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I’ve spent a bit of time over the weekend, reading through the various posts related to Ken Ring’s attempts to predict future events: here, here, & here, for example. (Yes, really. For once I had a bit of time on my hands & no particular need to do anything else.) I found this a rather chastening experience. Here’s why.

This particular topic (whether or not Mr Ring can do what he claims, and the responses by the media & the scientific community) has generated a fair bit of heat, & it would be fair to say that the heat is on both sides. Scientists & science communicators (often one & the same, at least here on Sciblogs) are concerned that Mr Ring’s ideas get so much air time & are accepted by many. Others, speaking for ‘the public’ (which is an unfortunate term for a highly heterogeneous group whose one common feature is that they are not scientists), feel that the science community is trying to force their views on people & not give opposing views a fair hearing. (And then there are those who come across as ‘anti-science, but I’m not going to address that cohort here.)

And this is what bothers me most. The members of that second group (the ‘others’, above) are not ‘anti-science’. They are doing their level best to tell ‘us’ (the scientists/sci.comms. folk commenting on those threads) how this issue, & our handling of it, is perceived by ‘the public’. The fact that they’ve continued to raise obviously deeply-held objections to ‘our’ point(s) of view means that we’re not really doing a particularly good job of establishing true two-way communication here, & in fact more than once I couldn’t help feeling that I was with two groups of people who, with the best will in the world, were talking past rather than to each other. I worry that we run a real risk of alienating people who are generally supportive of science by giving the impression of dismissing/not listening to their views, at a time when good communication of and about science is probably more important than ever before. Maybe we (i.e. members of both these groups) need to establish the views and understandings we have in common, and then begin to take things further from there?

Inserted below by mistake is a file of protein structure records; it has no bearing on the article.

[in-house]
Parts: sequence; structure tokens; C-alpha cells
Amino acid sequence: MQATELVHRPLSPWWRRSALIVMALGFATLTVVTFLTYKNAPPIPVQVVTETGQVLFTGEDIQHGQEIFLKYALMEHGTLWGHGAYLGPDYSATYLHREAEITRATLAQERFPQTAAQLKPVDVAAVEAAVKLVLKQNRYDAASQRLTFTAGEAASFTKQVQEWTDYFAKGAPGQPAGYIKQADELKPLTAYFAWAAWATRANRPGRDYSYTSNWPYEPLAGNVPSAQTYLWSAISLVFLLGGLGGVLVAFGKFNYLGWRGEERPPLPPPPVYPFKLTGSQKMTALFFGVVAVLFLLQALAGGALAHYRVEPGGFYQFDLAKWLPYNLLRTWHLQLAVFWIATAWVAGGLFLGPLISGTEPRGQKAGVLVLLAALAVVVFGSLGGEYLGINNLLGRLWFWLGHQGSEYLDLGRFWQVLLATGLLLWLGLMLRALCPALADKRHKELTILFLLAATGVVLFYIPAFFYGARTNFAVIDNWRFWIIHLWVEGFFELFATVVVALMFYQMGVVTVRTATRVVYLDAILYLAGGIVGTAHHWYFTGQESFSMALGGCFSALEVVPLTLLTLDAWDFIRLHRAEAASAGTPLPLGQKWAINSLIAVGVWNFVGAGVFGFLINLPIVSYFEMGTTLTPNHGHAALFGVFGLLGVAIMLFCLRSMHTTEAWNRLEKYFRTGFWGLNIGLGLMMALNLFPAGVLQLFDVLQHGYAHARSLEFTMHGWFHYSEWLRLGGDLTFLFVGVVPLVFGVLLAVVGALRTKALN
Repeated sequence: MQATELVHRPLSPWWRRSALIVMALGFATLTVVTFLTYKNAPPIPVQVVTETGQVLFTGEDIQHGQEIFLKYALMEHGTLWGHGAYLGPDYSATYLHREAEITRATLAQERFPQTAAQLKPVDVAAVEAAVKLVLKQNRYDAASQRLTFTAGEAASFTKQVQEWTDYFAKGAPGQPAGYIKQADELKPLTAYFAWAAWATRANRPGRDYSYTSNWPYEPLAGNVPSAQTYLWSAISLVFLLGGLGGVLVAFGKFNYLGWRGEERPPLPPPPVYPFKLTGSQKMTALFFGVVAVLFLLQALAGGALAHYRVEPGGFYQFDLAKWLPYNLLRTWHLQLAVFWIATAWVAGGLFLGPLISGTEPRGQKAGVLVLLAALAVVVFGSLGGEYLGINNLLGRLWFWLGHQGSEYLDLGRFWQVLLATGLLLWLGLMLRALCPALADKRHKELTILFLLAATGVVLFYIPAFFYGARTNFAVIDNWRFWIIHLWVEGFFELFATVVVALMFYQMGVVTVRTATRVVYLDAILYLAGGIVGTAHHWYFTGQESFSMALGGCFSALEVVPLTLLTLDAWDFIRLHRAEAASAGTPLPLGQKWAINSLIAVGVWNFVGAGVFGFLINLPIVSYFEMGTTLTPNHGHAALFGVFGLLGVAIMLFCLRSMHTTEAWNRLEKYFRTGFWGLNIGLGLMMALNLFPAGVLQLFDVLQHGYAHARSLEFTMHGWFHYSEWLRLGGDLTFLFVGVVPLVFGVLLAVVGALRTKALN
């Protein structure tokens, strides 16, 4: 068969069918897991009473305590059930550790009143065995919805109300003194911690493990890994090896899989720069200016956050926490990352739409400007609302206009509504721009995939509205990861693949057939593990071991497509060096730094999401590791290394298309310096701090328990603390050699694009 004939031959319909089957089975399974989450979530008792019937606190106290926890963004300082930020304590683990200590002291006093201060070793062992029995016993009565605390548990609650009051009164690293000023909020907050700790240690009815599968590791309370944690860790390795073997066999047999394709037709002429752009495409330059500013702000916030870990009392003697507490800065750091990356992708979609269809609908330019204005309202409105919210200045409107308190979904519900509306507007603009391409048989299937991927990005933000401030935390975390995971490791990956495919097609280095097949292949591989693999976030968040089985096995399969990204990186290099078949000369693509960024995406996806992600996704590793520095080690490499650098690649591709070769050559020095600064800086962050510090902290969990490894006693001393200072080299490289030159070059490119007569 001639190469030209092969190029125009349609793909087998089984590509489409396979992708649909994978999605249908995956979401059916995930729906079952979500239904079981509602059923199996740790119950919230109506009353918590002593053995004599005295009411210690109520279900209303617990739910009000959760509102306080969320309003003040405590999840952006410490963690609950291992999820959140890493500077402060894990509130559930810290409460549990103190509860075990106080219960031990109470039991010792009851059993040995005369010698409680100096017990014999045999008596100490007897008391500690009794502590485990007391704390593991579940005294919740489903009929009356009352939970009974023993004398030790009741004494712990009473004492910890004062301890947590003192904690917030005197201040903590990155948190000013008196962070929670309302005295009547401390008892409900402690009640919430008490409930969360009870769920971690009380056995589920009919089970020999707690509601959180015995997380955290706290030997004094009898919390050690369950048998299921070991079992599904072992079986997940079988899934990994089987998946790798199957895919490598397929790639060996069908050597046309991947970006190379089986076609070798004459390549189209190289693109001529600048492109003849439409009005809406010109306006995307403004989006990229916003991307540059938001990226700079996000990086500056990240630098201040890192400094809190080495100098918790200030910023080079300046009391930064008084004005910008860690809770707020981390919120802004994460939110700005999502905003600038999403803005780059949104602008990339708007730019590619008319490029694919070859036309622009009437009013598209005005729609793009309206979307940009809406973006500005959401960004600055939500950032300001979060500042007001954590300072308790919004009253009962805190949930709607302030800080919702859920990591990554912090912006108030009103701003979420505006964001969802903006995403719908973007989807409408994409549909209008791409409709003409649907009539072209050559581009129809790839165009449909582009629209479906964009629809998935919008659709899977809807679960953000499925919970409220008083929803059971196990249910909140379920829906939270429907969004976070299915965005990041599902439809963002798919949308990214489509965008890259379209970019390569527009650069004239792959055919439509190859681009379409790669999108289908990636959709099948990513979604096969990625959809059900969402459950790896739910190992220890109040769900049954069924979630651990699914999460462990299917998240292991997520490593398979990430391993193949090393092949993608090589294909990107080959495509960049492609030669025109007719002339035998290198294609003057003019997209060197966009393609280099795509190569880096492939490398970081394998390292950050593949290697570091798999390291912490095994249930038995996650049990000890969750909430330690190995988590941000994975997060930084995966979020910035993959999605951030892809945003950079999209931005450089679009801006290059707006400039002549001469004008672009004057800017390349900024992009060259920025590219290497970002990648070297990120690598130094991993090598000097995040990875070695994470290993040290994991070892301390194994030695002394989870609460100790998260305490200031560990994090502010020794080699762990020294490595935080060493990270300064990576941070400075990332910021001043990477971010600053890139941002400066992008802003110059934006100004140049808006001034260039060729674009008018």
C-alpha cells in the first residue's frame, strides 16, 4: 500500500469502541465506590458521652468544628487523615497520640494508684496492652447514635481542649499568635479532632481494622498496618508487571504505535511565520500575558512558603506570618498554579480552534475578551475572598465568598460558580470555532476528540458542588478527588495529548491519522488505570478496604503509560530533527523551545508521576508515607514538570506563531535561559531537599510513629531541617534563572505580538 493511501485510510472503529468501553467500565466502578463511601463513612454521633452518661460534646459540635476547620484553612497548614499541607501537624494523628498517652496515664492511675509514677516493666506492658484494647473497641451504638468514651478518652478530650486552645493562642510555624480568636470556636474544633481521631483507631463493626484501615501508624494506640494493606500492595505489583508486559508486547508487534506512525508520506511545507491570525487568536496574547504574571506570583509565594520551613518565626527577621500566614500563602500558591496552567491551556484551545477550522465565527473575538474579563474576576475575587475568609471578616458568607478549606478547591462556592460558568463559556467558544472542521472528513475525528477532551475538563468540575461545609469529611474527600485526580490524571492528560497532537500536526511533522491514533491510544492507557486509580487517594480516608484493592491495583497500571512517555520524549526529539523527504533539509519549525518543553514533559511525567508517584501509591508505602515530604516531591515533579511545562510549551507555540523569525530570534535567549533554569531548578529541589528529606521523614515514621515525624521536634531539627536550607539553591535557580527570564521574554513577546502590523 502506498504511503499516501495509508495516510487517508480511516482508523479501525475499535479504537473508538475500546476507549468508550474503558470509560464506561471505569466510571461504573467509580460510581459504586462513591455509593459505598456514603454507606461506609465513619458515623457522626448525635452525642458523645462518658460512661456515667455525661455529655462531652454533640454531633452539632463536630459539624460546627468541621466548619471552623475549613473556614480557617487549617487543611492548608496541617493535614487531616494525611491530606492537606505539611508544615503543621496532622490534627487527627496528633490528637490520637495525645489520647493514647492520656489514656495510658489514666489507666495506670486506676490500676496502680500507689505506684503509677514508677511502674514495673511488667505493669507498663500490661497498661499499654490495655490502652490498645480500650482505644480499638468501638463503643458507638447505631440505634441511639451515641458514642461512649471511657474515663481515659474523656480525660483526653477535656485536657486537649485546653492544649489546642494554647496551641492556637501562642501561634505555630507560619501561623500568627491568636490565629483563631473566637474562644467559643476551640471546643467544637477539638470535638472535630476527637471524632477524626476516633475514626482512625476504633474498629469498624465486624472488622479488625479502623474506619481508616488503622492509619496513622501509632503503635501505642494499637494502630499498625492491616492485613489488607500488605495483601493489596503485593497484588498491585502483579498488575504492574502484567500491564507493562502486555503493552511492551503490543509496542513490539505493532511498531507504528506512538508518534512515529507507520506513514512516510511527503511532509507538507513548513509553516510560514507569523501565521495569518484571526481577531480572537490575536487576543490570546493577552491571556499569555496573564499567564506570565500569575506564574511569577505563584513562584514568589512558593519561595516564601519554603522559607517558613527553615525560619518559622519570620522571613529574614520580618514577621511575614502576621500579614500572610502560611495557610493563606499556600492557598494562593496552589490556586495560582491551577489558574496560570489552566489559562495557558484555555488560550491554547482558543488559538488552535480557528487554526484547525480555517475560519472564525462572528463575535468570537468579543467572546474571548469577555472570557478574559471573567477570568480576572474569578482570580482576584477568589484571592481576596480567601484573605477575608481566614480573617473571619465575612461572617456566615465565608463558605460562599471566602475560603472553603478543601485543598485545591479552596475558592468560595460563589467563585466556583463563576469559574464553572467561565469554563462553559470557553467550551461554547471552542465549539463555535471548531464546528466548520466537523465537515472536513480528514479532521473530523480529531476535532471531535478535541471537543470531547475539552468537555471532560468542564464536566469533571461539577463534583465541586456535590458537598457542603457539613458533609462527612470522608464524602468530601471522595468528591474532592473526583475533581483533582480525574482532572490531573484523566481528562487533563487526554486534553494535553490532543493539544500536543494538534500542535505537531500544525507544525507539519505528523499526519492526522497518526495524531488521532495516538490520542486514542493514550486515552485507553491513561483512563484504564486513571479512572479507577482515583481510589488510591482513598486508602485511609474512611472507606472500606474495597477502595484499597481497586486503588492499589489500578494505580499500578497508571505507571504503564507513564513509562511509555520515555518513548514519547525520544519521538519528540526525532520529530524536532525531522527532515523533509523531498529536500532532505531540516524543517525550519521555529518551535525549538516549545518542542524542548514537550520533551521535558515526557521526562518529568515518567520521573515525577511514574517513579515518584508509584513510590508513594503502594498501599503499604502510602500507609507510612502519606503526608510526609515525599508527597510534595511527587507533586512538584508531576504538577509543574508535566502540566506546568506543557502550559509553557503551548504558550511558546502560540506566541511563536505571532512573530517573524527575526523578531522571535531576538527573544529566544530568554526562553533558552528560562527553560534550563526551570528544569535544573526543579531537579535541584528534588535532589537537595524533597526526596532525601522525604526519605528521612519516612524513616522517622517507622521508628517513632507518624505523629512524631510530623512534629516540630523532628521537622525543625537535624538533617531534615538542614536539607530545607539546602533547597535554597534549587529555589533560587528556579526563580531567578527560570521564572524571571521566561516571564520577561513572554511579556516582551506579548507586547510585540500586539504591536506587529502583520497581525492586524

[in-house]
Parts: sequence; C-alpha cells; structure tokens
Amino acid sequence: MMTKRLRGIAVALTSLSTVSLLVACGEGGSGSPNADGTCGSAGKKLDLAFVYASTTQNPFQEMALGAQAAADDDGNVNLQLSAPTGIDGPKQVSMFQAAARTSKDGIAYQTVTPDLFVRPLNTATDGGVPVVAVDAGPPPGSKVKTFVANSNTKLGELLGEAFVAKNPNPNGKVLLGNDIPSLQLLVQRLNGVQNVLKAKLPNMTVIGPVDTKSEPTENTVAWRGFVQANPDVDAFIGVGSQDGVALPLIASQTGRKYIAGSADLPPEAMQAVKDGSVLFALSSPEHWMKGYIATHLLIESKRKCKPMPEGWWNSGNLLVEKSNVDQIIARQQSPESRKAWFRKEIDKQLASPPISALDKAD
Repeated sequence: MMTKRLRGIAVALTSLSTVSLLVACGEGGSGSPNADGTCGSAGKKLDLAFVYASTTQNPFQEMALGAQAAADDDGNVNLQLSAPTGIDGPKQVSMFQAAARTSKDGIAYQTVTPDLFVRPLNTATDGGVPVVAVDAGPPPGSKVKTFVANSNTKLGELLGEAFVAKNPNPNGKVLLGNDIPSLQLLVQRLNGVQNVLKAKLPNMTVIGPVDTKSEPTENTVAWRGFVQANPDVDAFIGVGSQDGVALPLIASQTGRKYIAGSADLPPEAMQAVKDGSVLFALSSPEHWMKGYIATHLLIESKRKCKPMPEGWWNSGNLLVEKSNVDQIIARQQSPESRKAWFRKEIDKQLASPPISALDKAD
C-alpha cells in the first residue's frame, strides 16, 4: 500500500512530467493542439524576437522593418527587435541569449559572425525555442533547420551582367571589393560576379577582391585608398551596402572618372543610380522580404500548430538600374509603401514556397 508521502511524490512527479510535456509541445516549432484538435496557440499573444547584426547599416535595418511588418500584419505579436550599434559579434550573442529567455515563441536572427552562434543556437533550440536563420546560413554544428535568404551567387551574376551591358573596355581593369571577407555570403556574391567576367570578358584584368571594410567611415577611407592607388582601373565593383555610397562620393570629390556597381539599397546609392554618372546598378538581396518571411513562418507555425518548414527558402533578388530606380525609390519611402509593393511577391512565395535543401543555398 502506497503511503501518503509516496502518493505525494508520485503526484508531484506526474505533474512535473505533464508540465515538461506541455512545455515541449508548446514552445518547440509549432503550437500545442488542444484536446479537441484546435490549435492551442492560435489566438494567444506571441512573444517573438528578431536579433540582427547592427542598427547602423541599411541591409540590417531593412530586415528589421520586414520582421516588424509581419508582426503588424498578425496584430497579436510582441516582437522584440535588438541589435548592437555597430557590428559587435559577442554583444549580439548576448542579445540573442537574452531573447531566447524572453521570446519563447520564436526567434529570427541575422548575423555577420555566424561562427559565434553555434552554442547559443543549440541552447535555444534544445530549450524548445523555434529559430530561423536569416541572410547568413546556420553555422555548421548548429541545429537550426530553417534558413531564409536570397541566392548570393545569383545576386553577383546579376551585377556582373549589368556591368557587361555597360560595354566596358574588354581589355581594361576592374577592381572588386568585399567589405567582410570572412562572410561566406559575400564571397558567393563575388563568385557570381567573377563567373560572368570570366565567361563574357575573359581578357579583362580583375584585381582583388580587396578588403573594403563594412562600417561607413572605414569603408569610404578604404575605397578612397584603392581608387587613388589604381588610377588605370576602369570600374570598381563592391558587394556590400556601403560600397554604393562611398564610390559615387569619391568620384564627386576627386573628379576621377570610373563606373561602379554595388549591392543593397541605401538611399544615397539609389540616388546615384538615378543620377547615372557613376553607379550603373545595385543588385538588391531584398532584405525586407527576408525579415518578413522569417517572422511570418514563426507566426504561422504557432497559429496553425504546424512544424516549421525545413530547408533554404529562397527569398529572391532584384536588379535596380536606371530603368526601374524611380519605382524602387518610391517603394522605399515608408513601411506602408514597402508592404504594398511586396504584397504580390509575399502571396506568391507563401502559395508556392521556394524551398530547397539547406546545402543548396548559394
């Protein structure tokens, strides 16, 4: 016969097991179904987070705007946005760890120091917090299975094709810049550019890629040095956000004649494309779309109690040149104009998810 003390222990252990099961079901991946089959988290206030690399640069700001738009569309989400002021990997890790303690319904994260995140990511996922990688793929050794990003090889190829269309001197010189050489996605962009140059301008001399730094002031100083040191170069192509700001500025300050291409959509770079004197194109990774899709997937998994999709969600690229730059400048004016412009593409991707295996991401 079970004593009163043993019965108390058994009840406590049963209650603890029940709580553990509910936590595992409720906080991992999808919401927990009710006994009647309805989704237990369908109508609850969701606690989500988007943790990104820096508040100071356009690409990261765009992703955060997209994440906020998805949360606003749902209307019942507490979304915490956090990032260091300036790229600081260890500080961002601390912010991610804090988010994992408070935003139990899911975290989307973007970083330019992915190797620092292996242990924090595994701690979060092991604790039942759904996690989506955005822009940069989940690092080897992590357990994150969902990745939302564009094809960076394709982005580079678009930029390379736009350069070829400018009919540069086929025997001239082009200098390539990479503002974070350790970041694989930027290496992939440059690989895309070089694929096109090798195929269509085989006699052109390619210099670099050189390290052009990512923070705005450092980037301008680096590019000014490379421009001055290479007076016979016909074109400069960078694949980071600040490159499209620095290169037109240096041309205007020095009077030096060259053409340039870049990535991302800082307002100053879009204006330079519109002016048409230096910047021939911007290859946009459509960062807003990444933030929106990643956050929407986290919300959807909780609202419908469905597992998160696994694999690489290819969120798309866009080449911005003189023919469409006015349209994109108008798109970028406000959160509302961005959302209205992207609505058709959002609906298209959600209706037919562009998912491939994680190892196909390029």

I shall now duck briefly below the parapet  :-) ….

 

 

…. & emerge again to try to start a discussion here by addressing a point made by Markj on (I think) this thread of Ken Perrott’s. Markj, I think you said that people should be free to make use of all available information to make up their own minds on a problem or topical issue. I agree with you 100% on this. But this raises an immediate question: how do we get all available information out there? There really are issues with getting science into the public sphere (at least some of which relate to existing conceptions about what science is and how it works).  As Sir Peter Gluckman said, how can we ensure that the public has the information necessary to reach a consensus on matters where science has something to contribute? What can all parties do, to get us headed in this direction?

Over to you, folks :-)